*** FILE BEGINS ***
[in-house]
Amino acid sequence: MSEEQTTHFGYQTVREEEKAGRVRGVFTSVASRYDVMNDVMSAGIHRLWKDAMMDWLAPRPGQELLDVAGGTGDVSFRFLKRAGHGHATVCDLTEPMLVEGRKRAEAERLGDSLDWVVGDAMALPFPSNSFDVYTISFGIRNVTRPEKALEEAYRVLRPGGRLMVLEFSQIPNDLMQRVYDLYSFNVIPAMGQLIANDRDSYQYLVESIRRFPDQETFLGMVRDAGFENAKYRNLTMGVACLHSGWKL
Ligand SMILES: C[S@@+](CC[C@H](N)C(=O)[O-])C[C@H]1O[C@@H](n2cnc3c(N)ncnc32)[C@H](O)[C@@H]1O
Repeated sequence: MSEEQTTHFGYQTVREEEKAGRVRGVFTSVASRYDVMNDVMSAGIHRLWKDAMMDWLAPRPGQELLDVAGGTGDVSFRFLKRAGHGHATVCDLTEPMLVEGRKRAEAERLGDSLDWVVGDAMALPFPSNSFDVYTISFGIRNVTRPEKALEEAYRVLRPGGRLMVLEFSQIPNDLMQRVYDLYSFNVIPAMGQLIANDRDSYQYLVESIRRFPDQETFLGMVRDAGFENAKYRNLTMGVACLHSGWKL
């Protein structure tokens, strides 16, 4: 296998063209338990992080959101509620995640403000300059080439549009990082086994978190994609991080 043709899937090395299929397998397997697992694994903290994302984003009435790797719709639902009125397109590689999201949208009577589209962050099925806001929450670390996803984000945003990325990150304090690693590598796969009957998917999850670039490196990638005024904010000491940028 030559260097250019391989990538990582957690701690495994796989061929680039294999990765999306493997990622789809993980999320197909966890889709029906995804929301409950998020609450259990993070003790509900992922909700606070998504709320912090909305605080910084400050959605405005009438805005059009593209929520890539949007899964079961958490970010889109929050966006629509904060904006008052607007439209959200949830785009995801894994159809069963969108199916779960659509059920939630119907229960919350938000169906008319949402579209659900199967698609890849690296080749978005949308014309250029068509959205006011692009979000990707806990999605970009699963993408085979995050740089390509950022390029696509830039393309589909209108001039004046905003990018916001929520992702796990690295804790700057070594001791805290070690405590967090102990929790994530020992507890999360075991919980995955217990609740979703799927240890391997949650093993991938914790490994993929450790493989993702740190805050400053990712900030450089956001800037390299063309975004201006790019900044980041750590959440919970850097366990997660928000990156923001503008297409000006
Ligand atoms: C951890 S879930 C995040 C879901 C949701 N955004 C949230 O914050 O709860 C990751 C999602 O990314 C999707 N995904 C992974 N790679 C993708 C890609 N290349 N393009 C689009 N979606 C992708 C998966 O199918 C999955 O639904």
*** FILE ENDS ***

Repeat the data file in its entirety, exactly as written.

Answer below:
[in-house]
Amino acid sequence: MSEEQTTHFGYQTVREEEKAGRVRGVFTSVASRYDVMNDVMSAGIHRLWKDAMMDWLAPRPGQELLDVAGGTGDVSFRFLKRAGHGHATVCDLTEPMLVEGRKRAEAERLGDSLDWVVGDAMALPFPSNSFDVYTISFGIRNVTRPEKALEEAYRVLRPGGRLMVLEFSQIPNDLMQRVYDLYSFNVIPAMGQLIANDRDSYQYLVESIRRFPDQETFLGMVRDAGFENAKYRNLTMGVACLHSGWKL
Ligand SMILES: C[S@@+](CC[C@H](N)C(=O)[O-])C[C@H]1O[C@@H](n2cnc3c(N)ncnc32)[C@H](O)[C@@H]1O
Repeated sequence: MSEEQTTHFGYQTVREEEKAGRVRGVFTSVASRYDVMNDVMSAGIHRLWKDAMMDWLAPRPGQELLDVAGGTGDVSFRFLKRAGHGHATVCDLTEPMLVEGRKRAEAERLGDSLDWVVGDAMALPFPSNSFDVYTISFGIRNVTRPEKALEEAYRVLRPGGRLMVLEFSQIPNDLMQRVYDLYSFNVIPAMGQLIANDRDSYQYLVESIRRFPDQETFLGMVRDAGFENAKYRNLTMGVACLHSGWKL
């Protein structure tokens, strides 16, 4: 296998063209338990992080959101509620995640403000300059080439549009990082086994978190994609991080 043709899937090395299929397998397997697992694994903290994302984003009435790797719709639902009125397109590689999201949208009577589209962050099925806001929450670390996803984000945003990325990150304090690693590598796969009957998917999850670039490196990638005024904010000491940028 030559260097250019391989990538990582957690701690495994796989061929680039294999990765999306493997990622789809993980999320197909966890889709029906995804929301409950998020609450259990993070003790509900992922909700606070998504709320912090909305605080910084400050959605405005009438805005059009593209929520890539949007899964079961958490970010889109929050966006629509904060904006008052607007439209959200949830785009995801894994159809069963969108199916779960659509059920939630119907229960919350938000169906008319949402579209659900199967698609890849690296080749978005949308014309250029068509959205006011692009979000990707806990999605970009699963993408085979995050740089390509950022390029696509830039393309589909209108001039004046905003990018916001929520992702796990690295804790700057070594001791805290070690405590967090102990929790994530020992507890999360075991919980995955217990609740979703799927240890391997949650093993991938914790490994993929450790493989993702740190805050400053990712900030450089956001800037390299063309975004201006790019900044980041750590959440919970850097366990997660928000990156923001503008297409000006
Ligand atoms: C951890 S879930 C995040 C879901 C949701 N955004 C949230 O914050 O709860 C990751 C999602 O990314 C999707 N995904 C992974 N790679 C993708 C890609 N290349 N393009 C689009 N979606 C992708 C998966 O199918 C999955 O639904």